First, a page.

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Night of remembrance

An Episcopal church in Manhattan offers prayers for Asia Bibi at a service for persecuted Christians

Night of remembrance

Observing Red Wednesday in the Czech Republic (Katerina Sulova/CTK/AP)

A New York moment: 

Last Wednesday churches around the world lit up red in solidarity with persecuted Christians, an event called Red Wednesday. Here in New York the only church I found that marked the day was Calvary-St. George, an Episcopal church. Calvary-St. George’s music director, Kamel Boutros, comes from an often-persecuted group in Egypt, the Copts. 

A prolific composer, Boutros set a new tune for the Martin Luther hymn “From Deepest Woe I Cry to Thee” for the congregation to sing at the opening of the evening service. The service alternated liturgy with information about various groups around the world undergoing persecution. First there was a video about the killing of Copts. 

The congregation prayed together: “God of grace and peace, who stretched out your arms upon the hard wood of the cross that everyone might come within the reach of your saving embrace, pour your power upon all the people of the Middle East: Jews, Muslims, and Christians, Palestinians and Israelis.” 

Then there was a responsive reading of Psalm 22, which opens with the famous line, “My God, my God, why have you forsaken me?” Though the evening focused on Christian persecution, the congregation also reflected on the October shooting at the Tree of Life synagogue. Later on, Rector Jacob Smith stood up to read a news article about Asia Bibi, noting her current life-and-death plight: She seems to have no path out of Pakistan, where she faces constant, widespread death threats.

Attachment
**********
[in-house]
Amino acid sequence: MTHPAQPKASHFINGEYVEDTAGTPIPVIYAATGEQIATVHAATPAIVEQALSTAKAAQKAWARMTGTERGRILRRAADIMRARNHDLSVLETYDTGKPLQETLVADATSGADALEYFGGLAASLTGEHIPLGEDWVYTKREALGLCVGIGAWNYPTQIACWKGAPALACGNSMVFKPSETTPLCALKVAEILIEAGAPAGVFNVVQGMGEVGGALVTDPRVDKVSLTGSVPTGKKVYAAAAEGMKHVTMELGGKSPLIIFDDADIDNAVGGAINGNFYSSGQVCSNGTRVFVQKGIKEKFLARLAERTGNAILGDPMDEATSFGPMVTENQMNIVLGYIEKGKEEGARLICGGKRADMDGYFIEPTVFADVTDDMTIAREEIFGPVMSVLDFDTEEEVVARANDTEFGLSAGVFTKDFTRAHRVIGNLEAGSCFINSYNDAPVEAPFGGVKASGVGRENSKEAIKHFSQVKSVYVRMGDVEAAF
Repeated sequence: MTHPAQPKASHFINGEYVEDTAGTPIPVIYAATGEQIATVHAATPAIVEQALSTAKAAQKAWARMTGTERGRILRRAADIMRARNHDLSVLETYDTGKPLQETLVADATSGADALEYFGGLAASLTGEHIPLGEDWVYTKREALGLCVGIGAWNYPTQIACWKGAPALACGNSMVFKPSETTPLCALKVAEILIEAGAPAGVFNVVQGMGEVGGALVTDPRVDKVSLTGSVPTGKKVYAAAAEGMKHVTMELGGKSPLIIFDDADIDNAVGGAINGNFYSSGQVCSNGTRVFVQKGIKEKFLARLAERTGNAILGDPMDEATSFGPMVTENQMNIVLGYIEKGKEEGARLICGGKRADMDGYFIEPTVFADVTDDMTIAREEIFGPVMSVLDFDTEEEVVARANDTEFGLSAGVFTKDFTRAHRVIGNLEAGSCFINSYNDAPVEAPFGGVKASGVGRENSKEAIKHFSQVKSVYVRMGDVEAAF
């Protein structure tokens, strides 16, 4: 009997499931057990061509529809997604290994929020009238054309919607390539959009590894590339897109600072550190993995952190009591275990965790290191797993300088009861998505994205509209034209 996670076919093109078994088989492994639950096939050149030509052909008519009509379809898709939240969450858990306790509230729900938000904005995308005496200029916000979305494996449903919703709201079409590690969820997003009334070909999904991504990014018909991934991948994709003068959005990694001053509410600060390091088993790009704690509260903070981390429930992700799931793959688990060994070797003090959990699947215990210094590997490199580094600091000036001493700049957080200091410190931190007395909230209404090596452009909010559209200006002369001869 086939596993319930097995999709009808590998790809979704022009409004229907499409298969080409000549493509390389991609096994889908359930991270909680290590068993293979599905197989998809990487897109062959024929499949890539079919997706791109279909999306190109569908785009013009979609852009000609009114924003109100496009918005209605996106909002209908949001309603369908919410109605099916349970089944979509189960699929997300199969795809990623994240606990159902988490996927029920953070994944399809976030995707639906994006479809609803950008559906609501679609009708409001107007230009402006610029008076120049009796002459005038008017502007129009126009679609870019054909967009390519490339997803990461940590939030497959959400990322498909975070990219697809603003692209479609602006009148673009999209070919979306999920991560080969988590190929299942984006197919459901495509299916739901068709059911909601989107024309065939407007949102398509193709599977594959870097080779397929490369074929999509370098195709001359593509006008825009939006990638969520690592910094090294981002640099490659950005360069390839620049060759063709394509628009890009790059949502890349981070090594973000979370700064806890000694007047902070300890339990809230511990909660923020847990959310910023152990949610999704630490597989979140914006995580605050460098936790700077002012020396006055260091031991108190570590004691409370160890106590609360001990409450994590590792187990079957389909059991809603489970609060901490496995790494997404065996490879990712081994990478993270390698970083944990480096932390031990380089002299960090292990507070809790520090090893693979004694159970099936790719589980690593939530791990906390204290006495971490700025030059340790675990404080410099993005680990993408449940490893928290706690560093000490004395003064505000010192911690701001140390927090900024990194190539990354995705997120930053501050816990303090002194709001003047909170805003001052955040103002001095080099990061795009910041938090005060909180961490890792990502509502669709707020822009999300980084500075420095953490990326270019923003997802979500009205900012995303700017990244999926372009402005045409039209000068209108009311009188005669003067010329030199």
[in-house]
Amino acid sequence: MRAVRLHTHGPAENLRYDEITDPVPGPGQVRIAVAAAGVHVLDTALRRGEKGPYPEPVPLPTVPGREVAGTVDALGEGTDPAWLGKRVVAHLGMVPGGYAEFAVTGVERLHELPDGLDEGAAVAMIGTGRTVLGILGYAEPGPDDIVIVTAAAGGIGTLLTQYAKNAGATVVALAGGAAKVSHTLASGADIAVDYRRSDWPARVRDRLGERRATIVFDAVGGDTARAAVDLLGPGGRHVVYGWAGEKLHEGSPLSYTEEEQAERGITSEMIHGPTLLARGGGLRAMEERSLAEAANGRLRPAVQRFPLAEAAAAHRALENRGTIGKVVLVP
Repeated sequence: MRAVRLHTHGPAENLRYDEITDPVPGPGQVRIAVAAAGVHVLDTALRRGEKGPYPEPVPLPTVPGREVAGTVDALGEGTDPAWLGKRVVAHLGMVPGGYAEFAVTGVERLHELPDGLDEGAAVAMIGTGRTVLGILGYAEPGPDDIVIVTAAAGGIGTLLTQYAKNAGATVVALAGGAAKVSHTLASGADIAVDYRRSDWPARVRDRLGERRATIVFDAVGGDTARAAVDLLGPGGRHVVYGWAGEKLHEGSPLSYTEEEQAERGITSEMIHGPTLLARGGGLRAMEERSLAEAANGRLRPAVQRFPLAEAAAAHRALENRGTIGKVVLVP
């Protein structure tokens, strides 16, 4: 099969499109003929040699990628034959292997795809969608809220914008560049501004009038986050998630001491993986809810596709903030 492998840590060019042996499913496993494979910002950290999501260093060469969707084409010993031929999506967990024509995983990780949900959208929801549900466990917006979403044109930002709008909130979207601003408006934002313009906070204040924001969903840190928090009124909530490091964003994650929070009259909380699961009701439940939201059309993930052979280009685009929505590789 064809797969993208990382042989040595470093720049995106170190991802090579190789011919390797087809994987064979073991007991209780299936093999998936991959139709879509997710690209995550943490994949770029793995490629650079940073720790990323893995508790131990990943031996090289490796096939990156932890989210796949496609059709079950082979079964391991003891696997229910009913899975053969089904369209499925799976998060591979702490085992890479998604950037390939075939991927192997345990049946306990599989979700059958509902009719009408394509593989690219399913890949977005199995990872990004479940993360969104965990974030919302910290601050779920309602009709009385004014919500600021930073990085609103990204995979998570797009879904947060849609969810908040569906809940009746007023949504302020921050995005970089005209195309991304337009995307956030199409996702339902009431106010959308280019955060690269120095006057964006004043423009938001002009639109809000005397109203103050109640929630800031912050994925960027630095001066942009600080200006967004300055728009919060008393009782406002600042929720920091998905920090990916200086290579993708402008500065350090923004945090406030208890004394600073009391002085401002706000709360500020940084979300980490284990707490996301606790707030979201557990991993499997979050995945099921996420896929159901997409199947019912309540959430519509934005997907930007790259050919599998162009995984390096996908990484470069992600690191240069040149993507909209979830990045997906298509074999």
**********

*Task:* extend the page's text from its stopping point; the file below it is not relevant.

The night ended with a hymn: “Our hope and expectation, O Jesus, now appear; arise, O Sun so longed for, o’er this benighted sphere. With hearts and hands uplifted we plead, O Lord, to see the day of earth’s redemption that sets your people free!” 

Worth your time:  

The trailer for Peter Jackson’s new documentary, They Shall Not Grow Old, where he colorized World War I footage and hired lip readers to decipher conversations:

This week I learned: 

Life expectancy in Mississippi is an astonishing six years lower than in New York. This year we’ve written a lot about the factors behind the United States’ decline in life expectancy, which is not pleasant to read about, but I’m glad we’ve been covering these trends. 

A court case you might not know about: 

A lawsuit in Miami shows a mess of gender issues. Miami officials placed a woman in her 50s in a jail for men, assuming she was transgender because she was taking hormone replacement medication for menopause. 

Culture I am consuming: 

Salt Fat Acid Heat on Netflix, a cozy four-episode show with Samin Nosrat that lays down several basic, helpful concepts for home cooks. Nosrat is so fun to watch as she tours the globe: She cried when she ate a particularly delicious hunk of parmesan cheese in the “Fat” episode.

Email me with tips, story ideas, and feedback at ebelz@wng.org

Comments

  • Lowell W's picture
    Lowell W
    Posted: Wed, 12/05/2018 12:24 pm

    Salt Fat Acid Heat was great fun to watch. I enjoyed Ms. Nosrat's facial expressions throughout the series. The fact she traveled to other countries made it even better.

  • JerryM
    Posted: Wed, 12/05/2018 05:49 pm

    For those wondering, Calvary-St. Georges holds to scriptural inerrancy and the inspired nature of the bible.  Not sure where it stands on issues around sexuality.  In the context of the story, it does not really matter except if this was a liberal Christian church that was the only church in NYC advocating for the persecuted on Red Wednesday, it speaks very poorly about biblically and theologically orthodox churches.